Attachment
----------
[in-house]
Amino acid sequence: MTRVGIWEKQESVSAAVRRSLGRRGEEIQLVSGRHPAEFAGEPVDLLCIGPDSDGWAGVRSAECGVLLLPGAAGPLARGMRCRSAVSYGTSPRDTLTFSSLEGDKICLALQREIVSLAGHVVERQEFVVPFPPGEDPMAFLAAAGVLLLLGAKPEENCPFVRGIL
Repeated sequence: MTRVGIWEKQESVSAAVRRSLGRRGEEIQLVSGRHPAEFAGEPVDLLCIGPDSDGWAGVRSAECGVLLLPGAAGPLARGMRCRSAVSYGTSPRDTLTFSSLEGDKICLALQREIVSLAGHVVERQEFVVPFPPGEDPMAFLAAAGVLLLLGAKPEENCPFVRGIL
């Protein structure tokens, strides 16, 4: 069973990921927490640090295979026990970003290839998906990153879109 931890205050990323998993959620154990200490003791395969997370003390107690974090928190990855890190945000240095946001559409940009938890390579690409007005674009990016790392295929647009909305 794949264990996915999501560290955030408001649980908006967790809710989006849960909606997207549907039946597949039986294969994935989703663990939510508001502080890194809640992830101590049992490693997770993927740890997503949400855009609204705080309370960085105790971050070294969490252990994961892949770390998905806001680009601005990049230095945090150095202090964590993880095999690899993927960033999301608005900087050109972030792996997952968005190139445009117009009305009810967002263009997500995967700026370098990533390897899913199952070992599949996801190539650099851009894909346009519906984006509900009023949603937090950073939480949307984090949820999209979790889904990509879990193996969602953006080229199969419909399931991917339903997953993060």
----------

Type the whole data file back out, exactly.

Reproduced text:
[in-house]
Amino acid sequence: MTRVGIWEKQESVSAAVRRSLGRRGEEIQLVSGRHPAEFAGEPVDLLCIGPDSDGWAGVRSAECGVLLLPGAAGPLARGMRCRSAVSYGTSPRDTLTFSSLEGDKICLALQREIVSLAGHVVERQEFVVPFPPGEDPMAFLAAAGVLLLLGAKPEENCPFVRGIL
Repeated sequence: MTRVGIWEKQESVSAAVRRSLGRRGEEIQLVSGRHPAEFAGEPVDLLCIGPDSDGWAGVRSAECGVLLLPGAAGPLARGMRCRSAVSYGTSPRDTLTFSSLEGDKICLALQREIVSLAGHVVERQEFVVPFPPGEDPMAFLAAAGVLLLLGAKPEENCPFVRGIL
């Protein structure tokens, strides 16, 4: 069973990921927490640090295979026990970003290839998906990153879109 931890205050990323998993959620154990200490003791395969997370003390107690974090928190990855890190945000240095946001559409940009938890390579690409007005674009990016790392295929647009909305 794949264990996915999501560290955030408001649980908006967790809710989006849960909606997207549907039946597949039986294969994935989703663990939510508001502080890194809640992830101590049992490693997770993927740890997503949400855009609204705080309370960085105790971050070294969490252990994961892949770390998905806001680009601005990049230095945090150095202090964590993880095999690899993927960033999301608005900087050109972030792996997952968005190139445009117009009305009810967002263009997500995967700026370098990533390897899913199952070992599949996801190539650099851009894909346009519906984006509900009023949603937090950073939480949307984090949820999209979790889904990509879990193996969602953006080229199969419909399931991917339903997953993060």